Increasing fruit and vegetable consumption among callers to the CIS: Results from a randomized trial

A. C. Marcus, J. Heimendinger, P. Wolfe, B. K. Rimer, M. Morra, D. Cox, P. J. Lang, W. Stengle, M. P. Van Herle, D. Wagner, D. Fairclough, L. Hamilton

Research output: Contribution to journalArticlepeer-review

45 Scopus citations


Background. Results are reported from a large randomized trial designed to increase fruit and vegetable consumption among callers to the Cancer Information Service (CIS). Methods. CIS callers assigned to the intervention group received a brief proactive educational intervention over the telephone at the end of usual service, with two follow-up mailouts. Key educational messages and print material derived from the NCI 5 A Day for Better Health program were provided to intervention subjects. Subjects were interviewed by telephone at both 4-week (n = 1,672) and 4-month (n = 1,286) follow-up. Results. A single-item measure of fruit and vegetable consumption revealed a significant intervention effect of approximately 0.65 servings per day at 4- week follow-up (P < 0.001) and 0.41 servings per day at 4-month follow-up (P < 0.001). Using a seven-item food frequency measure that was also included in the 4-month interviews, a similar intervention effect of 0.34 servings per day was obtained (P = 0.006). The vast majority of CIS callers (88%) endorsed the strategy of providing 5 A Day information proactively. Conclusions. A brief educational intervention delivered to CIS callers at the end of usual service was associated with an increase in self-reported fruit and vegetable intake.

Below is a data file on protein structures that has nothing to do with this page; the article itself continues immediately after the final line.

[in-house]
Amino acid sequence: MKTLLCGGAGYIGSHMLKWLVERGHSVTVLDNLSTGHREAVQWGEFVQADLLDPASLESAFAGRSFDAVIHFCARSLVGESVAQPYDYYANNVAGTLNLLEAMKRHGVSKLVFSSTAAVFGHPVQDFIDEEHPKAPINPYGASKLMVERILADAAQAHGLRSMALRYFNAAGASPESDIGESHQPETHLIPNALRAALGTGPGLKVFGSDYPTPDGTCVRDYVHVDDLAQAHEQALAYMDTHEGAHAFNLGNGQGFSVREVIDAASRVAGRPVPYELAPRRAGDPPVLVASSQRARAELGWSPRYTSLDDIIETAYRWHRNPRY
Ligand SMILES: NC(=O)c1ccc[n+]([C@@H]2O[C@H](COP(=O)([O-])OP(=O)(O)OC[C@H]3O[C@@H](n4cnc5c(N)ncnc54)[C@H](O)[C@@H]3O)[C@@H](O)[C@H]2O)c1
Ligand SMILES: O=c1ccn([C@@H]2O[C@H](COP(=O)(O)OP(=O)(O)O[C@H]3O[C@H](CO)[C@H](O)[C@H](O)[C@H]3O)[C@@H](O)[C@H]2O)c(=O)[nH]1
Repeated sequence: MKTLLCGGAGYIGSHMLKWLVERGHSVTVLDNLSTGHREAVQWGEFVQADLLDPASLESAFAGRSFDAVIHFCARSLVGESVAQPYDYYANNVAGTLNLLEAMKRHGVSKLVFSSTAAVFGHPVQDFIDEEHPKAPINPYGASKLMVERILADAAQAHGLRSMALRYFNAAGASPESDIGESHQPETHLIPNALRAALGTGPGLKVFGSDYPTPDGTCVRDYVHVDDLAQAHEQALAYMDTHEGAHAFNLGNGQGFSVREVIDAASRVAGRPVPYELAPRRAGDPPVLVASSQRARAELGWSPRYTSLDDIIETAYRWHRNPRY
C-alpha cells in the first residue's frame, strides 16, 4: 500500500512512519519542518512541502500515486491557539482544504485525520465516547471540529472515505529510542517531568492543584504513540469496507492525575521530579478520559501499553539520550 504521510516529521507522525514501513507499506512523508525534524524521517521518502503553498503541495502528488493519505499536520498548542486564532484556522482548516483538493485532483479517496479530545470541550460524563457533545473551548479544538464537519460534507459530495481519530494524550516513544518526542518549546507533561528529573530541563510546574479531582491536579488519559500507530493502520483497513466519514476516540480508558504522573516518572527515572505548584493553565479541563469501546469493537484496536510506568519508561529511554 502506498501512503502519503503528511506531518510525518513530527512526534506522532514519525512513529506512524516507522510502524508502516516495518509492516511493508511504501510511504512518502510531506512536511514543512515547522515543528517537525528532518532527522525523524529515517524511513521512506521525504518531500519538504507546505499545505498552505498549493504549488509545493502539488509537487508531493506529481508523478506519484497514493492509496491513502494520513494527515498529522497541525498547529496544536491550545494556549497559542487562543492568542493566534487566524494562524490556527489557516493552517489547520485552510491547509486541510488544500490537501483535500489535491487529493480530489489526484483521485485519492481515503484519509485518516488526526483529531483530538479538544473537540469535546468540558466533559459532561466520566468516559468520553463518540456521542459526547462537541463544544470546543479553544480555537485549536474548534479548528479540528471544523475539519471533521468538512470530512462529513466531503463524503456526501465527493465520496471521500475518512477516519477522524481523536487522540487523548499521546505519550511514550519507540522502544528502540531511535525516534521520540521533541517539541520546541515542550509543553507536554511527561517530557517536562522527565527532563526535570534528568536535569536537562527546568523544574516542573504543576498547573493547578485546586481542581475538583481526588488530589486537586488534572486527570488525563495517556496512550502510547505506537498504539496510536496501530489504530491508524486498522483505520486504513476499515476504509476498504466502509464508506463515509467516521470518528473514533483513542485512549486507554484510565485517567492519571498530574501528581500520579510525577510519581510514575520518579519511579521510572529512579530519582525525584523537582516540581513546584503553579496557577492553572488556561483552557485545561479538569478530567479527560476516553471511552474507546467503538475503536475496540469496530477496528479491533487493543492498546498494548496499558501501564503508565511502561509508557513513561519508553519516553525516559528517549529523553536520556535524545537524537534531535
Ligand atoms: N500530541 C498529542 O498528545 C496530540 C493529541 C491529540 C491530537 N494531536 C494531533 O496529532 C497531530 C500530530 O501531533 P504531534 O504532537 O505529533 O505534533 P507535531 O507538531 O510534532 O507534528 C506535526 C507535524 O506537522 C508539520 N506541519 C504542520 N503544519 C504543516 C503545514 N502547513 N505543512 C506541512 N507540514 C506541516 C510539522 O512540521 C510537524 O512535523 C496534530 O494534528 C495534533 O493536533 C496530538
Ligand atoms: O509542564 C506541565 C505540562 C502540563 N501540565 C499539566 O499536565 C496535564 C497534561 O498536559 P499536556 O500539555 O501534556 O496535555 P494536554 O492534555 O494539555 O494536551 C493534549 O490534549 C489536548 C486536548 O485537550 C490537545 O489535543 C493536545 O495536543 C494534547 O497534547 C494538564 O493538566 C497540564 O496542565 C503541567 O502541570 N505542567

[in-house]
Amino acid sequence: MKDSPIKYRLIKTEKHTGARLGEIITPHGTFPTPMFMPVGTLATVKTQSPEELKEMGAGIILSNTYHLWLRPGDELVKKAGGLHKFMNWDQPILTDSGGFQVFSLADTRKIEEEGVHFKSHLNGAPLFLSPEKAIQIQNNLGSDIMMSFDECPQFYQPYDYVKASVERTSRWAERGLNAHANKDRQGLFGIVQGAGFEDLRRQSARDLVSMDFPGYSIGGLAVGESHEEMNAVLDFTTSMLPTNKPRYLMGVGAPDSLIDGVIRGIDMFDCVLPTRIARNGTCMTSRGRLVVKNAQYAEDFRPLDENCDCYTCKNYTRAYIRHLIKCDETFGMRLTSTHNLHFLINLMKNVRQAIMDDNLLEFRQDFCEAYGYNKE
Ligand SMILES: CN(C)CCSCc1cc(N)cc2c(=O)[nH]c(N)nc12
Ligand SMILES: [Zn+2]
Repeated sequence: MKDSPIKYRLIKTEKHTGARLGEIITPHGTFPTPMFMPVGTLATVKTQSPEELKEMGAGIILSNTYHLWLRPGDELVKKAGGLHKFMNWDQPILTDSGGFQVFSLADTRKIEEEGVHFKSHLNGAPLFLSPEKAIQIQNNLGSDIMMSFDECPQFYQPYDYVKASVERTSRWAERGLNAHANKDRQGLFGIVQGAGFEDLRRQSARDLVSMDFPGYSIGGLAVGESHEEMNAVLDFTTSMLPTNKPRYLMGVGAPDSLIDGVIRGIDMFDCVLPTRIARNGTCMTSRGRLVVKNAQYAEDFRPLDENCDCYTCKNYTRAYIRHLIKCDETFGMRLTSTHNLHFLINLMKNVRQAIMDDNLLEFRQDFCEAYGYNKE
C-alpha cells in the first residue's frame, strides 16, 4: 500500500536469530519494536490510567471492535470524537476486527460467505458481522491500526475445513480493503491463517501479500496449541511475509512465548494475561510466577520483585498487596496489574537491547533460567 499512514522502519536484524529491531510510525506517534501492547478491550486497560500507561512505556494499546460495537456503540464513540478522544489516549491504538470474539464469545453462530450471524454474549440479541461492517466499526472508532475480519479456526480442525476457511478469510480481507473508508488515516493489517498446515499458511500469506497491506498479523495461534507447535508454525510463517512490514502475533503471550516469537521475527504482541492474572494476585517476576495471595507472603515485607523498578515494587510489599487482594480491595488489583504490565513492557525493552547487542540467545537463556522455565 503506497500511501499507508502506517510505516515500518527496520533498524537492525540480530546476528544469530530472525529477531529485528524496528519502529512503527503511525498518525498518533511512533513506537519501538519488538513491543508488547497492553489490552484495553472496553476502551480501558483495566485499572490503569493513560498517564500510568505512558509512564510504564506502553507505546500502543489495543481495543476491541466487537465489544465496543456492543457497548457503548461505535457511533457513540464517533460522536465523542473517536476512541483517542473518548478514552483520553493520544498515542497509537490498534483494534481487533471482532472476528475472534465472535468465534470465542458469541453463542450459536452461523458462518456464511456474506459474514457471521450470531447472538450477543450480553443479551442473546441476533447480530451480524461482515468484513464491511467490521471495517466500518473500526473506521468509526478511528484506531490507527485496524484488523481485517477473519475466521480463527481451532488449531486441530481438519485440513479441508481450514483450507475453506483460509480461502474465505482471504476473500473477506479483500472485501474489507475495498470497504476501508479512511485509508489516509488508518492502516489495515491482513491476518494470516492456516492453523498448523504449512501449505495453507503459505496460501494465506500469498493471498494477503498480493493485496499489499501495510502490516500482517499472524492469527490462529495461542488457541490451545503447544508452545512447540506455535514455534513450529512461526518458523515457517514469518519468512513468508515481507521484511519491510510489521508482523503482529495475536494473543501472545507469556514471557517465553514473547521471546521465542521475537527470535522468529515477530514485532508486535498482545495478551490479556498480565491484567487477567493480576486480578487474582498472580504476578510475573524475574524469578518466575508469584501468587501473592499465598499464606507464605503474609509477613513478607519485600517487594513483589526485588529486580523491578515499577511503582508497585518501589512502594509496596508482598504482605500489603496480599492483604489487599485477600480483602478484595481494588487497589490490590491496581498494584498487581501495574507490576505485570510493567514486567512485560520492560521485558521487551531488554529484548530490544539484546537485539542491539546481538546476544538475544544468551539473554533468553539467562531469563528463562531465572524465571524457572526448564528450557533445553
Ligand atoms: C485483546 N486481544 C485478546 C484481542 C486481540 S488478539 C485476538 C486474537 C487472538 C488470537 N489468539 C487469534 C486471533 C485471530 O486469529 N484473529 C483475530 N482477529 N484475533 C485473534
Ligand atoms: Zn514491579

Original languageEnglish (US)
Pages (from-to)S16-S28
JournalPreventive Medicine
Issue number5 II
StatePublished - 1998


  • Cancer/prevention and control
  • Diet
  • Health education
  • Telephone information services

ASJC Scopus subject areas

  • Epidemiology
  • Public Health, Environmental and Occupational Health


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